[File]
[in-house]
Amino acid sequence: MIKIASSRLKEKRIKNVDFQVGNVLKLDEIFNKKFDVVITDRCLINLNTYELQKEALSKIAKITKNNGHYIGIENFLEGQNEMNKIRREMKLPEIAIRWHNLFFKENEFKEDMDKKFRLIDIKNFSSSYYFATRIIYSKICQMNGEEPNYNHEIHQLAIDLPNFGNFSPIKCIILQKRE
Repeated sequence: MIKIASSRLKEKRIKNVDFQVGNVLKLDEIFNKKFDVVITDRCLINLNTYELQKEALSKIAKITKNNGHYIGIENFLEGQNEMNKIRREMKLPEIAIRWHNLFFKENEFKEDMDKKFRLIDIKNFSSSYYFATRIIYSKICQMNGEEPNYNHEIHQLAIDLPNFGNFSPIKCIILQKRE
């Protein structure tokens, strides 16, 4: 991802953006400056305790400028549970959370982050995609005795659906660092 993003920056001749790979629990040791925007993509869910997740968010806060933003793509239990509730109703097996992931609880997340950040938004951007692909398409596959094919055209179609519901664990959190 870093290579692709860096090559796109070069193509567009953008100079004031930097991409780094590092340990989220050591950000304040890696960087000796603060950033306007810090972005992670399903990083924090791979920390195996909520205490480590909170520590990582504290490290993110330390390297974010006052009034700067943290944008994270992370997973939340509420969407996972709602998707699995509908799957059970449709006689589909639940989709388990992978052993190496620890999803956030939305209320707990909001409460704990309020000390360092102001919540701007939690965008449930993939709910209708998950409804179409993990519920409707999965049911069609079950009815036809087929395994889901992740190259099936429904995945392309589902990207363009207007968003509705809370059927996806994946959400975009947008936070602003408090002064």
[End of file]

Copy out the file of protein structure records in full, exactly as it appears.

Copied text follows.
[in-house]
Amino acid sequence: MIKIASSRLKEKRIKNVDFQVGNVLKLDEIFNKKFDVVITDRCLINLNTYELQKEALSKIAKITKNNGHYIGIENFLEGQNEMNKIRREMKLPEIAIRWHNLFFKENEFKEDMDKKFRLIDIKNFSSSYYFATRIIYSKICQMNGEEPNYNHEIHQLAIDLPNFGNFSPIKCIILQKRE
Repeated sequence: MIKIASSRLKEKRIKNVDFQVGNVLKLDEIFNKKFDVVITDRCLINLNTYELQKEALSKIAKITKNNGHYIGIENFLEGQNEMNKIRREMKLPEIAIRWHNLFFKENEFKEDMDKKFRLIDIKNFSSSYYFATRIIYSKICQMNGEEPNYNHEIHQLAIDLPNFGNFSPIKCIILQKRE
């Protein structure tokens, strides 16, 4: 991802953006400056305790400028549970959370982050995609005795659906660092 993003920056001749790979629990040791925007993509869910997740968010806060933003793509239990509730109703097996992931609880997340950040938004951007692909398409596959094919055209179609519901664990959190 870093290579692709860096090559796109070069193509567009953008100079004031930097991409780094590092340990989220050591950000304040890696960087000796603060950033306007810090972005992670399903990083924090791979920390195996909520205490480590909170520590990582504290490290993110330390390297974010006052009034700067943290944008994270992370997973939340509420969407996972709602998707699995509908799957059970449709006689589909639940989709388990992978052993190496620890999803956030939305209320707990909001409460704990309020000390360092102001919540701007939690965008449930993939709910209708998950409804179409993990519920409707999965049911069609079950009815036809087929395994889901992740190259099936429904995945392309589902990207363009207007968003509705809370059927996806994946959400975009947008936070602003408090002064």